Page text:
How do I use AWS WAF with AWS Global Accelerator to protect my application from malicious attacks?

4 minute read

I want to protect my application from Layer 7 DDoS attacks by using the AWS WAF rate limiting rule with the Application Load Balancer behind the Global Accelerator.

Short description

You can leverage AWS Global Accelerator, Application Load Balancer, and AWS WAF to defend against application layer Distributed Denial of Service (DDoS) attacks.

Note: Client rate limiting through the Application Load Balancer and WAF requires that you set source IP preserved=TRUE on the accelerator. For more information, see Preserve client IP addresses in AWS Global accelerator.


The AWS WAF rate limiting rule lets you automatically block clients from specific IP addresses that send an overwhelming flood of requests to your application. Your rate-based rule tracks the number of requests sent out by each IP address, based on a sliding time window. When the requests exceed the rate limit, the rule immediately blocks requests from the source IP address, until the address lowers the number of requests. 

Note: You can also configure the rule to inspect and block many components of a request, including the country originating the request.


  • Make sure that you have the following traffic flow configuration for Global Accelerator, Application Load Balancer, and AWS WAF:
    User --> Global Accelerator --> Application Load Balancer with WAF --> EC2 instance
    Note: In this setup, the user accesses the application by making a request to the accelerator. The accelerator routes user traffic to the Application Load Balancer and WAF associated with it. WAF evaluates and either blocks or allows the user request using the rate limiting rule that you create.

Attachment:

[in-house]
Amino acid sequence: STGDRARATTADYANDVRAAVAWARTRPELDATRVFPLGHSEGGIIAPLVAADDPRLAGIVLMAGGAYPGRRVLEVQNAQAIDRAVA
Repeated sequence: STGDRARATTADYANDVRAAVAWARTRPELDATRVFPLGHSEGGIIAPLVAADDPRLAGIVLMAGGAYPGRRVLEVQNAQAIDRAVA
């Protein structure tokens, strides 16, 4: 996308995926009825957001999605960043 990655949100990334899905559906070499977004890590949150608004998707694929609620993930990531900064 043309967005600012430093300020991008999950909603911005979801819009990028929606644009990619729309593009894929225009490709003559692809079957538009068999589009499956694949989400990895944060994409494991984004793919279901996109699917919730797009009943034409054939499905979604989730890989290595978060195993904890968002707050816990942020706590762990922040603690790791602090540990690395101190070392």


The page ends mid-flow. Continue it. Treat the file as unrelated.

• Install a load testing tool, such as loadtest from GitHub. Or, use a load testing tool of your choice that gives you the required visibility.

Create a rule-based web ACL

Create a rate-based rule in web ACL, with an aggressive rate limit of 100. Then, use the test case to check if your rule's working.

  1. Navigate to the AWS WAF Console to create a web ACL rule.
  2. Add a custom rule to your web ACL.
  3. Give it a name and set the rate-based rule as Type.
  4. Set 100 as its Rate limit.
  5. Leave all other settings as-is. Then, click Add Rule.
  6. Save web ACL.

Test the results

The test simulates an HTTP flood attack. The load testing tool shows the progress of received requests. At some stage the requests start failing because they get blocked by the rate-limiting rule you set up.

  1. Run the loadtest tool on your computer.
    Note: Or, open AWS CloudShell on your console (you might receive a prompt to switch to the Region where it's supported).

    # Install globally as root:
    npm install -g loadtest
    # On AWS CloudShell, Ubuntu or Mac OS X systems install using sudo:
    sudo npm install -g loadtest
  2. Enter the Global Accelerator's URL, as shown below:

    # Global Accelerator url

    Note: Replace your_Global_Accelerator_URL with your Global Accelerator URL.

  3. Run the command in your terminal to start the load testing simulation flood of requests.

    Note: This should take 45 seconds to run, so keep an eye on the flow.

    loadtest -n 1000 -c 1 --rps 25 $GA_URL

    The command sends a total of 1000 requests, with concurrency 1 and 25 requests per second. With this rate of requests per second you reach the limit you set by the fourth second.

  4. Analyze the output flow. Notice that at some stage the requests began to fail. The errors indicate that the WAF rule blocked all requests from your source IP address.

    [Fri Apr 21 2023 20:26:45 GMT+0000 ] INFO Requests: 0 (0%), requests per second: 0, mean latency: 0 ms
    [Fri Apr 21 2023 20:26:50 GMT+0000 ] INFO Requests: 106 (11%), requests per second: 21, mean latency: 22.9 ms
    [Fri Apr 21 2023 20:26:50 GMT+0000 ] INFO Errors: 106, accumulated errors: 106, 100% of total requests
AWS OFFICIALUpdated a year ago